New investments aim to propel small business growth in Africa
African small businesses face an uphill battle attracting equity investments and are constrained by a funding gap of as much as $140 billion, according to a new report from the London Stock Exchange Group.
Why it matters: Small businesses account for nearly 90% of companies in Africa and provide nearly 80% of the continent’s employment, a much higher percentage than the United States' 53%. With Africa’s population set to double to 1.6 billion by 2050, these enterprises will play a critical role in creating local, sustainable jobs.
Recent commitments from the U.S., Germany and South African technology company Naspers have the potential to create a cascading effect that could attract more investors.
- German Chancellor Angela Merkel recently announced the creation of a 1 billion euro fund that would offer equity financing to African small businesses as well as loans and equity financing to European and German firms. African companies could use these funds to access new technologies and build joint ventures to support international expansion.
- The U.S. also stepped up to the table when President Trump signed the Better Utilization of Investments Leading to Development (BUILD) Act, establishing the $60 billion International Development Finance Corporation to invest in lower-income countries. Replacing the Overseas Private Investment Corporation, this new agency will have the ability to make equity investments and give technical assistance grants, critical to early-stage success for small businesses.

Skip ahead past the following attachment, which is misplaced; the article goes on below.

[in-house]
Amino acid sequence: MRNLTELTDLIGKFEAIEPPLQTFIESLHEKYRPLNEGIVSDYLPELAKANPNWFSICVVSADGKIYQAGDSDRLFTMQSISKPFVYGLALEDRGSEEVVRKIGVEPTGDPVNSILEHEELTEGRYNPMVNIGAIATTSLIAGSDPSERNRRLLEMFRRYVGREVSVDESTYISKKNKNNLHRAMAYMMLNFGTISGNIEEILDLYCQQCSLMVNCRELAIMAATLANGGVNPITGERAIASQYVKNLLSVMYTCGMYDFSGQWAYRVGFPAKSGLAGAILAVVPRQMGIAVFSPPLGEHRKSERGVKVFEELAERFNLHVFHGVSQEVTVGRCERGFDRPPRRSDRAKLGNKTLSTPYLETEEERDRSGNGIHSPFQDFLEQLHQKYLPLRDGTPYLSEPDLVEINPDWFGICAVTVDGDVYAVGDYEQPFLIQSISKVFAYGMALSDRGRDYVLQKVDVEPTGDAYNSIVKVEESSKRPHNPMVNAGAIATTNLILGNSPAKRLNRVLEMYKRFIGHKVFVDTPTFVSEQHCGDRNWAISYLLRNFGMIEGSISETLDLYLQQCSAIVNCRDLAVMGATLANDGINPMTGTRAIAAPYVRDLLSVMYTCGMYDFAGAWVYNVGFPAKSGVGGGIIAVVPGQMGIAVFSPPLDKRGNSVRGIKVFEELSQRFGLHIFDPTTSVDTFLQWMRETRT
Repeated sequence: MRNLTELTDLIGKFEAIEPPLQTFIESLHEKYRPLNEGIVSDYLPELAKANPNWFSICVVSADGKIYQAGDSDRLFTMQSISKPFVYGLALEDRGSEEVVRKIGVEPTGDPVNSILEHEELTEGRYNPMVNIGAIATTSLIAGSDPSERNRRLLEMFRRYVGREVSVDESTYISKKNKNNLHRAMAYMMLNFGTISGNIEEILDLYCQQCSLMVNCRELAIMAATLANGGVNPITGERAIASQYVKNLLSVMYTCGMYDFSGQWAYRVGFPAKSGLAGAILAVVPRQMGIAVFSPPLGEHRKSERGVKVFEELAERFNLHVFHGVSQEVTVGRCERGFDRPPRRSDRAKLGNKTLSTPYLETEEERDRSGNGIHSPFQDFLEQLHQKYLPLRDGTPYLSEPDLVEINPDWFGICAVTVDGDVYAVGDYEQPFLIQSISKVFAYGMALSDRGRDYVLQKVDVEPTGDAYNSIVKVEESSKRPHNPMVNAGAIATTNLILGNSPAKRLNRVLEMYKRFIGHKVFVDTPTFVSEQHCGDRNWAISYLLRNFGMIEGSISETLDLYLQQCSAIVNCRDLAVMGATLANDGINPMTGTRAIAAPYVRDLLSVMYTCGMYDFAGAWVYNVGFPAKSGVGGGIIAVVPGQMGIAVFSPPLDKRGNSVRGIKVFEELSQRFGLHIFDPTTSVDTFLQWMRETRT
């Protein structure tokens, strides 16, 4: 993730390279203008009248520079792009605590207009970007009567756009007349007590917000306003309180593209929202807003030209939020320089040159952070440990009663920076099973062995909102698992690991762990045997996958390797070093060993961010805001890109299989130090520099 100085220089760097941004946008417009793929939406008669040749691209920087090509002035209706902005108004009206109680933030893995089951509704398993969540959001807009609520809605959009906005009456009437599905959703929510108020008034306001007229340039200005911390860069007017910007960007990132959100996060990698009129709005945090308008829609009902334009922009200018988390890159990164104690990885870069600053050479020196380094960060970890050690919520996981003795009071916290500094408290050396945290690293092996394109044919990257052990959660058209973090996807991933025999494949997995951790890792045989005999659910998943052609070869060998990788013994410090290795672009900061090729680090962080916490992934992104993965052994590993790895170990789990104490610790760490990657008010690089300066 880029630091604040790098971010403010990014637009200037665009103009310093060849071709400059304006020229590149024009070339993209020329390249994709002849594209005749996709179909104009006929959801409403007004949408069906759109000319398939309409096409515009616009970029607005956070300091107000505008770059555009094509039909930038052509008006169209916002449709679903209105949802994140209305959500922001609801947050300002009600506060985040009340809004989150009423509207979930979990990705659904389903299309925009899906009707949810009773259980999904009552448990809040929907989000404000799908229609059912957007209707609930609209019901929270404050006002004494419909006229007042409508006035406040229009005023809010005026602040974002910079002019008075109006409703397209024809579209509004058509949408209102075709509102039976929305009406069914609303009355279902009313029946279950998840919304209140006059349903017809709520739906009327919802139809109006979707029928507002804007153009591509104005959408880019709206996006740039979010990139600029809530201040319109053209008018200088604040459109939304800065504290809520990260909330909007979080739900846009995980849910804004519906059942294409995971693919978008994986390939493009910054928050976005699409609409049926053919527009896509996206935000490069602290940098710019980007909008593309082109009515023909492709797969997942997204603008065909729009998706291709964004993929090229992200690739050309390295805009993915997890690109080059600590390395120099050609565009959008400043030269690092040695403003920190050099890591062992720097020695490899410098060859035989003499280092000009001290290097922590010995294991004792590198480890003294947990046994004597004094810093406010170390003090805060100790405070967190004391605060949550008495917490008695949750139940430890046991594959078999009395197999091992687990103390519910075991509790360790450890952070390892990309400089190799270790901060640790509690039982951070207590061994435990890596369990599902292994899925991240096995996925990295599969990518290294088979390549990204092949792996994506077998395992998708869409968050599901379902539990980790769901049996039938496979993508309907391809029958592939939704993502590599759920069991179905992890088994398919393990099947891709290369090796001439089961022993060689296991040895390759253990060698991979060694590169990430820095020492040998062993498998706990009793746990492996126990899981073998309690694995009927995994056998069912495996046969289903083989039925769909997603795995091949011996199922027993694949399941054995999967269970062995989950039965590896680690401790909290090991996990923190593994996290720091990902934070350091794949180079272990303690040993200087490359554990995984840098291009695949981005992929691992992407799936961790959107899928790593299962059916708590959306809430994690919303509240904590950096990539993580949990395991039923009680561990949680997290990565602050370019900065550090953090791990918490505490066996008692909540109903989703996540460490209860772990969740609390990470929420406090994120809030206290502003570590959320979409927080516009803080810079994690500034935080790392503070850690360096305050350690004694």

- Naspers, Africa’s most valuable company, announced a plan to invest $314 million in South African tech businesses over the next three years, including local startups. While Naspers' success owes largely to its early (and lucrative) investment in Tencent, a renewed commitment to South Africa has the potential to attract more players to Africa’s startup scene.
What to watch: African countries continue to rank at the top of the list of most-improving business environments tracked by the World Bank’s Doing Business Indicators. To support this growth, African countries will need to couple new investments with pro-business measures, including encouraging the movement of people, goods and capital across borders.
Aubrey Hruby is a senior fellow in the Atlantic Council's Africa Center.